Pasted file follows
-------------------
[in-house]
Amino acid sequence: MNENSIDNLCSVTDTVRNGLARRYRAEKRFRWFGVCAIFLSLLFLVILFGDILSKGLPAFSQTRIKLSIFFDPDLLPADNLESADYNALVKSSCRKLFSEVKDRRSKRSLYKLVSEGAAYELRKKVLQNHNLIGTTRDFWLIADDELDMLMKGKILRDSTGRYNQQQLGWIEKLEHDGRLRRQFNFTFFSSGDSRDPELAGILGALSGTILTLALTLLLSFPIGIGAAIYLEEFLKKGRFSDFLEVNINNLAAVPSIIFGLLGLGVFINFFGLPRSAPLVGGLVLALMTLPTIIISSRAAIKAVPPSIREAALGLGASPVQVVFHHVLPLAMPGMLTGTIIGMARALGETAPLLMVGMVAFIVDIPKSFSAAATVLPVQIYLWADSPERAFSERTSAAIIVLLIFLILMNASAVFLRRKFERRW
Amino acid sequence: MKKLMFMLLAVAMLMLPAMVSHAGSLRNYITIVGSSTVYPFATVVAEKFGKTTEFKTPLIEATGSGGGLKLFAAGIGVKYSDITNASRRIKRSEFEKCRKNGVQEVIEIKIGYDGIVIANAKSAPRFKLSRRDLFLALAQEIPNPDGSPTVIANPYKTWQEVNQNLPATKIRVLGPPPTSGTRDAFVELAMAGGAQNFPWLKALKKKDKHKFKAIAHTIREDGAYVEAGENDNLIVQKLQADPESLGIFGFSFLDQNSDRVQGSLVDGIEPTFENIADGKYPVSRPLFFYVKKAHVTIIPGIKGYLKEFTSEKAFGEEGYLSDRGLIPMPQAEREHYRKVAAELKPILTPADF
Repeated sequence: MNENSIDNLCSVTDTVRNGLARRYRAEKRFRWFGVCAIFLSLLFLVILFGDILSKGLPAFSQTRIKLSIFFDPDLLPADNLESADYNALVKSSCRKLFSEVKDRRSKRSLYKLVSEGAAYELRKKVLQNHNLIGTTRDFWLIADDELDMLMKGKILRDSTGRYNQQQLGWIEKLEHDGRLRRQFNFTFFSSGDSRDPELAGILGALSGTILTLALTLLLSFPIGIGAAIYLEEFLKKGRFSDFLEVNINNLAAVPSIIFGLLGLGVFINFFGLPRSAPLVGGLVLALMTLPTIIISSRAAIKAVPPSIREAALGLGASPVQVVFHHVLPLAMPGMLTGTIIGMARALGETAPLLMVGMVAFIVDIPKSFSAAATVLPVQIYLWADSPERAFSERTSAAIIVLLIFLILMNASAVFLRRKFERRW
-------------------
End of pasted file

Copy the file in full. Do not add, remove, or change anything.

[in-house]
Amino acid sequence: MNENSIDNLCSVTDTVRNGLARRYRAEKRFRWFGVCAIFLSLLFLVILFGDILSKGLPAFSQTRIKLSIFFDPDLLPADNLESADYNALVKSSCRKLFSEVKDRRSKRSLYKLVSEGAAYELRKKVLQNHNLIGTTRDFWLIADDELDMLMKGKILRDSTGRYNQQQLGWIEKLEHDGRLRRQFNFTFFSSGDSRDPELAGILGALSGTILTLALTLLLSFPIGIGAAIYLEEFLKKGRFSDFLEVNINNLAAVPSIIFGLLGLGVFINFFGLPRSAPLVGGLVLALMTLPTIIISSRAAIKAVPPSIREAALGLGASPVQVVFHHVLPLAMPGMLTGTIIGMARALGETAPLLMVGMVAFIVDIPKSFSAAATVLPVQIYLWADSPERAFSERTSAAIIVLLIFLILMNASAVFLRRKFERRW
Amino acid sequence: MKKLMFMLLAVAMLMLPAMVSHAGSLRNYITIVGSSTVYPFATVVAEKFGKTTEFKTPLIEATGSGGGLKLFAAGIGVKYSDITNASRRIKRSEFEKCRKNGVQEVIEIKIGYDGIVIANAKSAPRFKLSRRDLFLALAQEIPNPDGSPTVIANPYKTWQEVNQNLPATKIRVLGPPPTSGTRDAFVELAMAGGAQNFPWLKALKKKDKHKFKAIAHTIREDGAYVEAGENDNLIVQKLQADPESLGIFGFSFLDQNSDRVQGSLVDGIEPTFENIADGKYPVSRPLFFYVKKAHVTIIPGIKGYLKEFTSEKAFGEEGYLSDRGLIPMPQAEREHYRKVAAELKPILTPADF
Repeated sequence: MNENSIDNLCSVTDTVRNGLARRYRAEKRFRWFGVCAIFLSLLFLVILFGDILSKGLPAFSQTRIKLSIFFDPDLLPADNLESADYNALVKSSCRKLFSEVKDRRSKRSLYKLVSEGAAYELRKKVLQNHNLIGTTRDFWLIADDELDMLMKGKILRDSTGRYNQQQLGWIEKLEHDGRLRRQFNFTFFSSGDSRDPELAGILGALSGTILTLALTLLLSFPIGIGAAIYLEEFLKKGRFSDFLEVNINNLAAVPSIIFGLLGLGVFINFFGLPRSAPLVGGLVLALMTLPTIIISSRAAIKAVPPSIREAALGLGASPVQVVFHHVLPLAMPGMLTGTIIGMARALGETAPLLMVGMVAFIVDIPKSFSAAATVLPVQIYLWADSPERAFSERTSAAIIVLLIFLILMNASAVFLRRKFERRW